“That which helps more than yourself”

2017 Mia Seeger Award fosters new designer talent

Company | Design | Products | Social | | |

In 1986 design arbiter and consultant Mia Seeger established the foundation which bears her name in order to foster new design talents. In doing so, Seeger was supporting a cause that was very close to her heart: She wanted to encourage young people to do more to address social issues related to how we all share our world.

Since then, the motto “Was mehr als einem nützt”, loosely translated as “that which helps more than yourself,” has been the guiding principle of the Mia Seeger Award. The focus is on products that inspire others by evoking positive emotions with their outward design, while also promising to perform a useful function – they embody the things that RECARO brings together under the term Ingenious Design and implements in the brand’s products. Not least because of this, RECARO feels a connection with this award and supports it as a sponsor.

The extraordinary range of ideas submitted for the award this year, which comes with a monetary prize of 10,000 Euros, is striking. The 65 submissions from 24 universities include draft designs from the widest range of fields imaginable: from communications and mobility, to health and emergency services, and on to environment, security and everyday objects. This diversity is also reflected in the designs that were honored with the award on October 13, 2017, at the same time as the Focus Open International Design Award in Ludwigsburg.

The jury presented the Mia Seeger Award to the following four participants and gave an additional three submissions an honorable mention.

Soil sensitive agriculture – Understanding and sensitively using the soil

Janine Dasbeck, Kiel, Germany. A farmer needs sound data to ensure that the soil in his fields stays healthy. But that requires a measuring device. He forcefully pushes the sampler into the ground and then puts it back in the measuring tube. The square sensor module then moves slowly across the sample, displays the measurements taken and saves them. Finally, the farmer releases the red scraper and clears the sample out of the measuring tube. The GPS in the sensor module leads him to the next sampling location. The soil data collected throughout the year help him to decide when he should plant his crops.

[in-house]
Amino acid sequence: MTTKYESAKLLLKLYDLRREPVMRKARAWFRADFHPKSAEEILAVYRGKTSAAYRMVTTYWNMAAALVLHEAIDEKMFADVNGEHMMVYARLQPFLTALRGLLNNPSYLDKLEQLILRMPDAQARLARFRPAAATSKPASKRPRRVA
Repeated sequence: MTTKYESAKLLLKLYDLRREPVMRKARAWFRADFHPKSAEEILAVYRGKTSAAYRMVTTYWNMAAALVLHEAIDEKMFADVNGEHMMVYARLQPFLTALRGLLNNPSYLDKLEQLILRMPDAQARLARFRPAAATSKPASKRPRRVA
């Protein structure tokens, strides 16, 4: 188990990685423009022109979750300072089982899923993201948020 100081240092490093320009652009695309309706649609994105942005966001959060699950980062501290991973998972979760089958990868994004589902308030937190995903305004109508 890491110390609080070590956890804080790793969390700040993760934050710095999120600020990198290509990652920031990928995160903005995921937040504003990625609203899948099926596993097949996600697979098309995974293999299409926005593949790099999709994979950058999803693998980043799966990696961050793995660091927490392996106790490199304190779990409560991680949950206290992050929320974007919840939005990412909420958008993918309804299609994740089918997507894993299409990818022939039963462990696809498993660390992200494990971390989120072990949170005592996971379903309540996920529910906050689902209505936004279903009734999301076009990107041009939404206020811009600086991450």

Bloop – Autotransfusion system for developing countries

David Wojcik, Augsburg, Germany. Blood loss is one of the most common causes of death in developing countries. An autotransfusion device can help prevent this. In its basic version, the device collects blood from the wound site using the siphon principle, adds an anticoagulant, cleans the blood, and then stores it in the blood bag. A crank-operated pump can increase suction power. With an electric pump, battery and charging station, it is even suitable for smaller hospital wards. Finally, when combined with a centrifuge, standards like those common in industrial countries can be achieved.


All you can eat – Living with food allergies

Lisa Reichardt, Kiel, Germany. How can someone with allergies know if the food on their plate will cause problems for them? Only rarely is it possible to ask the person who actually prepared the food exactly what is in it. The person eating the food needs an instrument that can analyze whether allergens that affect them are in the meal in question. It would be ideal if the same instrument were able to render these allergens harmless, and do so for all of the allergens on the plate. Assuming this were possible, the device would use its display to guide its user through a few hand movements to remove the allergens and then would finally wish them bon appétit.


Totug – Parking assistance for ships and freighters

Yves Kaprolat, Frankfurt am Main, Germany. How do you tow a large ship, whether it be a passenger liner or a freighter, into port? In the future, you do so with underwater drones that push the boat into its berth. To do this, the drones are equipped with a docking ring and visual sensor on their nose and a strong turbine with a ring-shaped propeller on their tail. The three lateral ribs make up the hull of the drone and contain the different components that store electricity, steer and coordinate the drone, and enable it to dive and surface. The drones can act individually or as a group.


Through November 22, 2017, it is possible to see the award-winning designs and other submissions at an exhibition in the MIK Museum – Information – Kunst, located at Eberhardstraße 1, 71634 Ludwigsburg, Germany.

More information about the exhibition is available here: http://www.ludwigsburgmuseum.de/,Lde/start/Ausstellungen.html

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